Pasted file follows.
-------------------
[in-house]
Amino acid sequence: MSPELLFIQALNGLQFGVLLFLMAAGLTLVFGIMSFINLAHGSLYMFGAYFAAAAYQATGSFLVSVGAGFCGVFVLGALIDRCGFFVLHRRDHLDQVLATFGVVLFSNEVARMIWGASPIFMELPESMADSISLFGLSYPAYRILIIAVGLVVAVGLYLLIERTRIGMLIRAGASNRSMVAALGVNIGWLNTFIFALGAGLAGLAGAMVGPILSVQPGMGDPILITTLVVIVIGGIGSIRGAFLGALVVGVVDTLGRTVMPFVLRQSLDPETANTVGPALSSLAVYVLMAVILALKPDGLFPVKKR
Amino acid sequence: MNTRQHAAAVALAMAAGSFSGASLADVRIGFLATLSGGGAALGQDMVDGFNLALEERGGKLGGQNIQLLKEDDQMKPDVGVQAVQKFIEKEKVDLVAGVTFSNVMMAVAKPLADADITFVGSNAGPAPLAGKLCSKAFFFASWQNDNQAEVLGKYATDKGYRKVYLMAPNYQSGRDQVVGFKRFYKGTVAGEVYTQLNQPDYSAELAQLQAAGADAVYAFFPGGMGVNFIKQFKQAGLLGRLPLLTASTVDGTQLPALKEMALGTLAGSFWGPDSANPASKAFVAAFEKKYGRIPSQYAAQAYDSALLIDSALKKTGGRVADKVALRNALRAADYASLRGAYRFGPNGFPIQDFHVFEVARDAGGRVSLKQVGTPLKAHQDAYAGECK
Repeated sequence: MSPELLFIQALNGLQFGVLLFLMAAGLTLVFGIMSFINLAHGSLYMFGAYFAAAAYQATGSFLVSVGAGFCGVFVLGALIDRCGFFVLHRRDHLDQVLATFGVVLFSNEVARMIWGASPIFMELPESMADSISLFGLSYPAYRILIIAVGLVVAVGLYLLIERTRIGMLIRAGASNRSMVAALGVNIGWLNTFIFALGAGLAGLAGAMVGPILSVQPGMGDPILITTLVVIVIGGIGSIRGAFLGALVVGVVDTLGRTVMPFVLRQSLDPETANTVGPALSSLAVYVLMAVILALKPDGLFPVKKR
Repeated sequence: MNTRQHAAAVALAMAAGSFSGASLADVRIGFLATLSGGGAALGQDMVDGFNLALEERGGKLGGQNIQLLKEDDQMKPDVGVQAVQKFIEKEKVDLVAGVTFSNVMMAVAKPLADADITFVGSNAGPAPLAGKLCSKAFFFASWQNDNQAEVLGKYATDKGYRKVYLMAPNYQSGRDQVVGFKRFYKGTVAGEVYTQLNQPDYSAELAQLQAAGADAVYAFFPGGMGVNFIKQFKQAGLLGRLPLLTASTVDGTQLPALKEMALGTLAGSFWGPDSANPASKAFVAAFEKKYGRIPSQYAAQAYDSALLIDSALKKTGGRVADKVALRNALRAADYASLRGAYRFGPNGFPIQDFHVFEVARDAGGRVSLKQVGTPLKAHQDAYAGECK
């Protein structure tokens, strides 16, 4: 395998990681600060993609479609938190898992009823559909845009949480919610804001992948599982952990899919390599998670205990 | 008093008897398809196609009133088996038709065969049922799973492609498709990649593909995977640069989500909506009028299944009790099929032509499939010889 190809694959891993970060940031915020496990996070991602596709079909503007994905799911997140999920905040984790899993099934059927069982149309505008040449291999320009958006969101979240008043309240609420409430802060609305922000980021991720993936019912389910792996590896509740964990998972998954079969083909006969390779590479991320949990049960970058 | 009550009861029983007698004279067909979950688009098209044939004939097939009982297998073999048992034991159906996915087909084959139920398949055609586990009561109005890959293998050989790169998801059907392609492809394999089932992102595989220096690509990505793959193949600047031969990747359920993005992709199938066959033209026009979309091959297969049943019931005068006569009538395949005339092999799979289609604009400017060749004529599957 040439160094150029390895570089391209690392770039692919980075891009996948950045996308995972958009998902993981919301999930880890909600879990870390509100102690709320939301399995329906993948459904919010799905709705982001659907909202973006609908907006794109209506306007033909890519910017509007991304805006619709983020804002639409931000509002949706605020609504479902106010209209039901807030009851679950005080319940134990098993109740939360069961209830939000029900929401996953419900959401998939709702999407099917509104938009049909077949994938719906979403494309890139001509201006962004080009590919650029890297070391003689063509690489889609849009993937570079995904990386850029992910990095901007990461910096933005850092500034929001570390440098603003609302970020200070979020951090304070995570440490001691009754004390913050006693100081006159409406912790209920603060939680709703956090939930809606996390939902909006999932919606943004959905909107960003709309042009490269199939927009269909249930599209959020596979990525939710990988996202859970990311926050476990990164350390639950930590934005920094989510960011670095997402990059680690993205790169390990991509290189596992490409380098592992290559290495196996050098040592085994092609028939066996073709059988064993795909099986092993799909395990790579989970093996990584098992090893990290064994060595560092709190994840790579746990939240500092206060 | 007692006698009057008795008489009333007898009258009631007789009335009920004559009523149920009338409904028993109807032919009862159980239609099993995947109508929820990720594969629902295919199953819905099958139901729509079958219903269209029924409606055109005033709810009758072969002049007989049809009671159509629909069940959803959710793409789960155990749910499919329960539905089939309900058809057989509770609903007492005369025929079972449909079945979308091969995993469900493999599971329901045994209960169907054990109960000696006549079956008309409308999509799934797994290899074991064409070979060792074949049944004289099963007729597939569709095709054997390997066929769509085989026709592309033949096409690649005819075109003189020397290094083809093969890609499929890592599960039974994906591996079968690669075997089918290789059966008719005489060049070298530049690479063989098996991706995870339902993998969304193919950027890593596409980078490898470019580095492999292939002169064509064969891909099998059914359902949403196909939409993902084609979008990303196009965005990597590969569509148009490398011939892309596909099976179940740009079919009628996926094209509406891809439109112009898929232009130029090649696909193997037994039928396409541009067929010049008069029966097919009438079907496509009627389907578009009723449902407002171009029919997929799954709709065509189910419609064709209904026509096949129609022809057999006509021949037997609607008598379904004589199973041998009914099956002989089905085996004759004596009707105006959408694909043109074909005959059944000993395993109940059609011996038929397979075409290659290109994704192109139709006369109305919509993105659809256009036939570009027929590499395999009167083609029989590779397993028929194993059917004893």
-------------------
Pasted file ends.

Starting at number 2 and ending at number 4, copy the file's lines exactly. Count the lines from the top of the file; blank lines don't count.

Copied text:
Amino acid sequence: MSPELLFIQALNGLQFGVLLFLMAAGLTLVFGIMSFINLAHGSLYMFGAYFAAAAYQATGSFLVSVGAGFCGVFVLGALIDRCGFFVLHRRDHLDQVLATFGVVLFSNEVARMIWGASPIFMELPESMADSISLFGLSYPAYRILIIAVGLVVAVGLYLLIERTRIGMLIRAGASNRSMVAALGVNIGWLNTFIFALGAGLAGLAGAMVGPILSVQPGMGDPILITTLVVIVIGGIGSIRGAFLGALVVGVVDTLGRTVMPFVLRQSLDPETANTVGPALSSLAVYVLMAVILALKPDGLFPVKKR
Amino acid sequence: MNTRQHAAAVALAMAAGSFSGASLADVRIGFLATLSGGGAALGQDMVDGFNLALEERGGKLGGQNIQLLKEDDQMKPDVGVQAVQKFIEKEKVDLVAGVTFSNVMMAVAKPLADADITFVGSNAGPAPLAGKLCSKAFFFASWQNDNQAEVLGKYATDKGYRKVYLMAPNYQSGRDQVVGFKRFYKGTVAGEVYTQLNQPDYSAELAQLQAAGADAVYAFFPGGMGVNFIKQFKQAGLLGRLPLLTASTVDGTQLPALKEMALGTLAGSFWGPDSANPASKAFVAAFEKKYGRIPSQYAAQAYDSALLIDSALKKTGGRVADKVALRNALRAADYASLRGAYRFGPNGFPIQDFHVFEVARDAGGRVSLKQVGTPLKAHQDAYAGECK
Repeated sequence: MSPELLFIQALNGLQFGVLLFLMAAGLTLVFGIMSFINLAHGSLYMFGAYFAAAAYQATGSFLVSVGAGFCGVFVLGALIDRCGFFVLHRRDHLDQVLATFGVVLFSNEVARMIWGASPIFMELPESMADSISLFGLSYPAYRILIIAVGLVVAVGLYLLIERTRIGMLIRAGASNRSMVAALGVNIGWLNTFIFALGAGLAGLAGAMVGPILSVQPGMGDPILITTLVVIVIGGIGSIRGAFLGALVVGVVDTLGRTVMPFVLRQSLDPETANTVGPALSSLAVYVLMAVILALKPDGLFPVKKR